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ABSTRACT: Pathophysiologically relevant alterations in cytokine and neurotrophic factor levels have been reported in neuropathy subtypes. We characterized gene expression profiles of pro- and anti-inflammatory cytokines and neurotrophic factors in nerve and skin samples of patients with neuropathies of different etiologies. We prospectively studied 133 patients with neuropathies and compared data between subtypes and with healthy controls. All patients underwent sural nerve and/or skin punch biopsy at the lateral thigh and lower leg; controls received skin punch biopsies. Gene expression of pro- and anti-inflammatory cytokines (IL-1β, IL-2, IL-6, TNF, IL-10), neurotrophic factors (BDNF, NGF, NT3, TrkA), and erythropoietin with the erythropoietin receptor (Epo, EpoR) was analyzed. Sural nerve gene expression of the investigated cytokines and neurotrophic factors did not differ between neuropathies of different etiologies; however, IL-6 (p < 0.01) and IL-10 (p < 0.05) expression was higher in painful compared to painless neuropathies. Skin IL-6 and IL-10 gene expression was increased in patients compared to controls (p < 0.05), and IL-10 expression was higher in lower leg skin of patients with non-inflammatory neuropathies compared to inflammatory neuropathies (p < 0.05). Proximal and distal skin neurotrophic factor and Epo gene expression of patients with neuropathies was reduced compared to controls (NGF, NT3, Epo; p < 0.05). Neuropathies are associated with an increase in cytokine expression and a decrease in neurotrophic factor expression including nerve and skin.Journal of Neurology 11/2014; 262(1). · 3.84 Impact Factor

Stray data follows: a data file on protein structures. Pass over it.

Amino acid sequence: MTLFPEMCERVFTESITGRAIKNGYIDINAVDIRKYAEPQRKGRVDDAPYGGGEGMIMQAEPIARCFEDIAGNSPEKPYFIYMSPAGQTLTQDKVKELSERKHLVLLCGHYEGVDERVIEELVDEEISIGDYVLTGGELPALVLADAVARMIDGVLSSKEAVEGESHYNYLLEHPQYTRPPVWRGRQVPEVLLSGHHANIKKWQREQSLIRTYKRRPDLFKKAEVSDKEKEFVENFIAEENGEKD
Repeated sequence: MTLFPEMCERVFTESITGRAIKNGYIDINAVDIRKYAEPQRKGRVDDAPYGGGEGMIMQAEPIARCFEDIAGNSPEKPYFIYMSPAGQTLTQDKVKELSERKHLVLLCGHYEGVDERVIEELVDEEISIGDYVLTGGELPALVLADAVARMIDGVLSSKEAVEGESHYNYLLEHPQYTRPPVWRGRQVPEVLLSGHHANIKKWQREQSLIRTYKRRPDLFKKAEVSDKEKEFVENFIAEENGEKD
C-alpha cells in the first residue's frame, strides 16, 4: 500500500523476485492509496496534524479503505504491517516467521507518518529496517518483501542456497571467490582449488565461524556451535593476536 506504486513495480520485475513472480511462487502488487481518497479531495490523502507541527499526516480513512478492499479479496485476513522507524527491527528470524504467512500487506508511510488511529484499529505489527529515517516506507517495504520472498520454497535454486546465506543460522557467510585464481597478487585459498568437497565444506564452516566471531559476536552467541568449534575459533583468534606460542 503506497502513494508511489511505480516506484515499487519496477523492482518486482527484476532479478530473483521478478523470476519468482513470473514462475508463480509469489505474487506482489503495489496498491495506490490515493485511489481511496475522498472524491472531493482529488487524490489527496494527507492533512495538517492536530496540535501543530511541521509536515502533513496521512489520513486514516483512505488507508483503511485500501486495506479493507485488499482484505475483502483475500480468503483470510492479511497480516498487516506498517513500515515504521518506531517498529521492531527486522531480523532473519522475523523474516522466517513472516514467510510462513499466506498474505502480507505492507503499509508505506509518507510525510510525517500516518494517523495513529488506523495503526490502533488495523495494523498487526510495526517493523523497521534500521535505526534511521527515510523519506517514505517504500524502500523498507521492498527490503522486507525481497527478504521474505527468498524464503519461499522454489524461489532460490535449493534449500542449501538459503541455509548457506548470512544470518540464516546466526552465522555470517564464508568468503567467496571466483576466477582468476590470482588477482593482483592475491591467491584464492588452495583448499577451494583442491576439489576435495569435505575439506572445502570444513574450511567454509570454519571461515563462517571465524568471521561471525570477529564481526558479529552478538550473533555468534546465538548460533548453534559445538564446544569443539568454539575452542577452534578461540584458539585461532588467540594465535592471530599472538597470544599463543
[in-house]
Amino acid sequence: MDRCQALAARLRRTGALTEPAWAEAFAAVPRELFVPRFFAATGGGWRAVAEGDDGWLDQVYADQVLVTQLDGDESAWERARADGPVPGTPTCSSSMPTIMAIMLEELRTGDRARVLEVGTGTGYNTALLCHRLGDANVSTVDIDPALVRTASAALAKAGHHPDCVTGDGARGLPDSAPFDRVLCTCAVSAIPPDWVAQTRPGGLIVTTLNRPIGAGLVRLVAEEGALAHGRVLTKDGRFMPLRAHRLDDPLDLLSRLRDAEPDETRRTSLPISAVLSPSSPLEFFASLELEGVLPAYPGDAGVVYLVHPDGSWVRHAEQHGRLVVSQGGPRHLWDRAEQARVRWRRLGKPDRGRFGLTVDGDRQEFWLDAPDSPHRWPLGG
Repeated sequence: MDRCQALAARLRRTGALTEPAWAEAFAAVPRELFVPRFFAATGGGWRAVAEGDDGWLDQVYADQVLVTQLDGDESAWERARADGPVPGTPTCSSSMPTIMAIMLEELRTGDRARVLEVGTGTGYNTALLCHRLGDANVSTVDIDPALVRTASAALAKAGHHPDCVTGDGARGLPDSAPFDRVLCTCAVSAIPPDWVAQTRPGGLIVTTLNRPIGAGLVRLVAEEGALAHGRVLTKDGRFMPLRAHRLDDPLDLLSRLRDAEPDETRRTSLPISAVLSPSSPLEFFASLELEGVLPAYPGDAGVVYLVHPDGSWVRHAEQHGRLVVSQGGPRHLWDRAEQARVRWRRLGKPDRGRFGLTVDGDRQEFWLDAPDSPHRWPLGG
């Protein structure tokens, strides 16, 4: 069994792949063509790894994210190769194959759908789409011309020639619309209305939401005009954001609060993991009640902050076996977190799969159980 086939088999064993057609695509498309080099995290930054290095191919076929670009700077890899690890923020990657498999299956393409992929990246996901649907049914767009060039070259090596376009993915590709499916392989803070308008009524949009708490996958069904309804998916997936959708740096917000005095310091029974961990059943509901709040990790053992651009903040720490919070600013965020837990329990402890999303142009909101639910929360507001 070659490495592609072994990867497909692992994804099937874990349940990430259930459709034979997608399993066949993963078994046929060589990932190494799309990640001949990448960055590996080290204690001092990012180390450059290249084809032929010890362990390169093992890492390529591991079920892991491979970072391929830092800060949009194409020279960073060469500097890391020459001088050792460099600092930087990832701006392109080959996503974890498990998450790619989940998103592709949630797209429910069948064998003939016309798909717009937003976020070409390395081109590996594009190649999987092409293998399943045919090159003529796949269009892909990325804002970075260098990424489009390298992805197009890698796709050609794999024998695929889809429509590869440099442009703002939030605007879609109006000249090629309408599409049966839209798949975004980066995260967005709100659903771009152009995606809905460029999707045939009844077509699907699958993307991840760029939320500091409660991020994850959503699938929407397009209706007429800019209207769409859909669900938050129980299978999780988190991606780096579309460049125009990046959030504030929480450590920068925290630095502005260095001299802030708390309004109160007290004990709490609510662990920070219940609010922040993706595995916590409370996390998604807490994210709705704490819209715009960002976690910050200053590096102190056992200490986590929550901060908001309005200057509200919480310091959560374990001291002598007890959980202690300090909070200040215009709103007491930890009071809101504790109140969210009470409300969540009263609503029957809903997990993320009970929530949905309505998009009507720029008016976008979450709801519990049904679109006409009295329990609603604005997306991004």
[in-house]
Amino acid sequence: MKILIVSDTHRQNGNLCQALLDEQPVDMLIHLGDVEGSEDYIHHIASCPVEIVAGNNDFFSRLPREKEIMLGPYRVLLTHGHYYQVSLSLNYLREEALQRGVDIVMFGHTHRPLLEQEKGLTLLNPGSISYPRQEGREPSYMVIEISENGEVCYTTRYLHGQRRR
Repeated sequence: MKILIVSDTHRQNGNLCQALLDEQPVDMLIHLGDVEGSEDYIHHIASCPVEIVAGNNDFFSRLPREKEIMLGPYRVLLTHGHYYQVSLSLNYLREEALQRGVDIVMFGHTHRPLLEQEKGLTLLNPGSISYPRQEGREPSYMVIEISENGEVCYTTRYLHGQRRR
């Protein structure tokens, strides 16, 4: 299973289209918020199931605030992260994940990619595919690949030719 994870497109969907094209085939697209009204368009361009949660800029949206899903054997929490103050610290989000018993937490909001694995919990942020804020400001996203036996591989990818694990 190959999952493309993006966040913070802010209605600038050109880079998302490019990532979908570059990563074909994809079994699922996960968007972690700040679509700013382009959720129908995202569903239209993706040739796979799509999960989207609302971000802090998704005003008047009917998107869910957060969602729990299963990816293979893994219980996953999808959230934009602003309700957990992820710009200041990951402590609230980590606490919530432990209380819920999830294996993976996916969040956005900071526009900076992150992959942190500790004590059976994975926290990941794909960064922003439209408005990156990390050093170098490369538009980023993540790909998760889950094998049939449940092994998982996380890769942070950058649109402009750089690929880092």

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ABSTRACT: The development of neuropathic pain in response to peripheral nerve lesion for a large part depends on microglia located at the dorsal horn of the spinal cord. Thus the injured nerve initiates a response of microglia, which represents the start of a cascade of events that leads to neuropathic pain development. For long it remained obscure how a nerve injury in the periphery would initiate a microglia response in the dorsal horn of the spinal cord. Recently, two chemokines have been suggested as potential factors that mediate the communication between injured neurons and microglia namely CCL2 and CCL21. This assumption is based on the following findings. Both chemokines are not found in healthy neurons, but are expressed in response to neuronal injury. In injured dorsal root ganglion cells CCL2 and CCL21 are expressed in vesicles in the soma and transported through the axons of the dorsal root into the dorsal horn of the spinal cord. Finally, microglia in vitro are known to respond to CCL2 and CCL21. Whereas the microglial chemokine receptor involved in CCL21-induced neuropathic pain is not yet defined the situation concerning the receptors for CCL2 in microglia in vivo is even less clear. Recent results obtained in transgenic animals clearly show that microglia in vivo do not express CCR2 but that peripheral myeloid cells and neurons do. This suggests that CCL2 expressed by injured dorsal root neurons does not act as neuron-microglia signal in contrast to CCL21. Instead, CCL2 in the injured dorsal root ganglia (DRG) may act as autocrine or paracrine signal and may stimulate first or second order neurons in the pain cascade and/or attract CCR2-expressing peripheral monocytes/macrophages to the spinal cord.Frontiers in Cellular Neuroscience 08/2014; 8:210. · 4.18 Impact Factor